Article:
Perhaps you’ve been at your place of employment for a couple of years and are seeking more responsibility, or, you’ve been asked to help build a team that you’ll one day help supervise. Whatever the path to becoming a manager, you may have found yourself questioning your ability to supervise and ultimately serve as a leader to others. Are you management material? Here are five questions to ask yourself to see if this is the career path for you.
Are You Willing to be Accountable For The Performance of Others?
When you’re the member of a team you’re just responsible for your own work and performance. When you’re leading the team, you’re responsible for the performance of the entire team. And if a member of your team messes up, you’re culpable, and will be expected to remedy the situation.
Are You a Great Communicator?
As a leader, you’ll need to be the facilitator of clear, constant communication with your team from conveying tasks that need to be done, to providing feedback and recognition for a job well done–effective managers must possess excellent communication skills.
Can You Motivate Others?
Managers are the cheerleaders of the team who encourage others to not just do their very best, but also go above and beyond in order to develop themselves further as contributors and star performers. What each individual contributor of the team needs to succeed varies and as a manager, you’ll need to figure out what that is and utilize it effectively to drive performance.
Can You Make Tough Decisions?
When a team member is struggling to make a tough call, you’ll be looked to as an advisor, and have to help your employee work through a variety of challenging situations. You’ll also likely encounter circumstances where you’ll be the one making tough decisions, including letting a person go when things aren’t working out.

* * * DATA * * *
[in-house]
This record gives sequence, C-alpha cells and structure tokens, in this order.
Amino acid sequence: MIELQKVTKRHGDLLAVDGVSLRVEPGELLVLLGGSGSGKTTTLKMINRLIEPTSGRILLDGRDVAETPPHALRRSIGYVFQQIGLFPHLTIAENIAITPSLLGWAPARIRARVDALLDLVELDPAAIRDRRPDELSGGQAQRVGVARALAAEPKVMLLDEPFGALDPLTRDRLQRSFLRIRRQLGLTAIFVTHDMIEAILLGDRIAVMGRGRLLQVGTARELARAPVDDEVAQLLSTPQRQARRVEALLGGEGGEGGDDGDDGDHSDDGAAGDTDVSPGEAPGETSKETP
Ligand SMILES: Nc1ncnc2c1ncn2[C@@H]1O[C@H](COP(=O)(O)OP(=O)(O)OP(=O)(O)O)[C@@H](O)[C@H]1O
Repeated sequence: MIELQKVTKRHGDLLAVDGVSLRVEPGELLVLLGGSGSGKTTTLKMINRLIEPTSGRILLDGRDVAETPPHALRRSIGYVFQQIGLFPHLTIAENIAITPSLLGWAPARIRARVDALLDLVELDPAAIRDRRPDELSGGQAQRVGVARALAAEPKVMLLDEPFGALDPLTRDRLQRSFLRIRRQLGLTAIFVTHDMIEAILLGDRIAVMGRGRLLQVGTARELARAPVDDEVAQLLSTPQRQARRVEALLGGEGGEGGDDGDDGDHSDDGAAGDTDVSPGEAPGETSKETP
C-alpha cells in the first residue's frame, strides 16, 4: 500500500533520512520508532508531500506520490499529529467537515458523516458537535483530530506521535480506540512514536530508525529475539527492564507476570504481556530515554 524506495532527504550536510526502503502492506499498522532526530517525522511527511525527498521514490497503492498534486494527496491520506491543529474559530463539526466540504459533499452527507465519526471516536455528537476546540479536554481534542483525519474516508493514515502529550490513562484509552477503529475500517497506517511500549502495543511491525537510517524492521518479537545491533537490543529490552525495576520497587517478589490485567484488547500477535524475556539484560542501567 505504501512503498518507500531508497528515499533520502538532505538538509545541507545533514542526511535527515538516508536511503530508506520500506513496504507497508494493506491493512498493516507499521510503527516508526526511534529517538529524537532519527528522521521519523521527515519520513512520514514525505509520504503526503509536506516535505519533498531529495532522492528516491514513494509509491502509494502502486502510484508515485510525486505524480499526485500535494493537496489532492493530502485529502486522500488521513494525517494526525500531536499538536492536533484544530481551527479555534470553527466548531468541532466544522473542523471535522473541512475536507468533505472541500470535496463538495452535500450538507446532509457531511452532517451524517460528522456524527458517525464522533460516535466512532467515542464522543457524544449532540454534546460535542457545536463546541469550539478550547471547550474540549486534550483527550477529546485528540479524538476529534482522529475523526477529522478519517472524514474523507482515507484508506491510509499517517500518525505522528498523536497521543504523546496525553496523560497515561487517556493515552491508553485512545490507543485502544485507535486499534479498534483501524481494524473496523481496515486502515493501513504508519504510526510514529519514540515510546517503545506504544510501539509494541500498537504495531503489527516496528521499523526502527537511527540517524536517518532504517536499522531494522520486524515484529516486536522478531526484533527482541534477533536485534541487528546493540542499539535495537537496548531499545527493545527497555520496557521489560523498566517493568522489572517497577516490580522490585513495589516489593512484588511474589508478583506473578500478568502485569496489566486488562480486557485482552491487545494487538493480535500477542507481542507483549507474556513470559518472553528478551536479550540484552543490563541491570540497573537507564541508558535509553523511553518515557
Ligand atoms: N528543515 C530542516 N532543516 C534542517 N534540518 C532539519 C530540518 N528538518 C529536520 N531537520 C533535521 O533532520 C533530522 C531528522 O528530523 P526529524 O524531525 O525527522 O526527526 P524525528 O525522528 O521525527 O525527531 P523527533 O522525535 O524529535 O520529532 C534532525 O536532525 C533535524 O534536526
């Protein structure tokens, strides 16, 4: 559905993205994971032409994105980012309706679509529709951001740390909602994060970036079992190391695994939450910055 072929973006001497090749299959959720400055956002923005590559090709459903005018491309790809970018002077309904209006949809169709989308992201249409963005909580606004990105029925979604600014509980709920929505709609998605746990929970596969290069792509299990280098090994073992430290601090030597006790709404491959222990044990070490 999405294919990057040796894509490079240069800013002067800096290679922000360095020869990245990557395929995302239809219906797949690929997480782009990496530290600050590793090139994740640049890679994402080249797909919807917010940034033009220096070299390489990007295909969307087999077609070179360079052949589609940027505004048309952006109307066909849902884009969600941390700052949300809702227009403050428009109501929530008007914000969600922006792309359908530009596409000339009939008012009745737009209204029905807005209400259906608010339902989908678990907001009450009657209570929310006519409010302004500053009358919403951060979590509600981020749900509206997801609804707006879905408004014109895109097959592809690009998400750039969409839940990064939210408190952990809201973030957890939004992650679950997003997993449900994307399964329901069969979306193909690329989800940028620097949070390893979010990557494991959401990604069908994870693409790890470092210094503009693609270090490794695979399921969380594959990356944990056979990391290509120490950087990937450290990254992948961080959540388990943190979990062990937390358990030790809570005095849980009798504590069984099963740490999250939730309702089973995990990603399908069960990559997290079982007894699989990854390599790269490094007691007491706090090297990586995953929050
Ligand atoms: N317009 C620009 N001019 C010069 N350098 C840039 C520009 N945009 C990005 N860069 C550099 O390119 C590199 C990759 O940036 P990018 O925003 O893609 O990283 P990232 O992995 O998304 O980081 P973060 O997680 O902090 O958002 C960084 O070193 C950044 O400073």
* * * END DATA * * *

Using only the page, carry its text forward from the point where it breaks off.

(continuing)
Are You a Teacher and a Self-Driven Learner?
The best performing teams are ones that have not only mastered their work, but also ones who are hungry to learn more in order to continually improve. Leaders not only provide training for new hires, but they are also charged with providing ongoing learning opportunities for the team to keep them on top of their game and challenged. As such, managers who find greater long-term success are ones that are hungry to learn and are continually developing themselves professionally as well.
Are You Prepared to Makes Some Sacrifices?
In any job, things happen that will require a manager step up to make things happen–sometimes at the sacrifice of something else equally as important. Crunch times may require more or later hours and missing out on personal time outside of work. Becoming a boss may mean supervising those who were once just colleagues, which can alter the dynamics of a workplace friendship.
Management Isn’t for Everyone
If you found yourself answering no to the above questions or questioning your desire or ability to take on more, it is a sign that you may not be ready or right for a managerial or leadership role now or even in the future. Being a manager isn’t right for everyone and that’s okay.
Many employees make the mistake and view management as the only way to “move up” in an organization. This is hardly the case. Developing new skills to take on a more responsibility in a current role to move to a more senior non-manager position, or transferring to a different department and subsequent new role entirely are also ways to progress your career without leaving your employer, or taking on the responsibility of being a manager.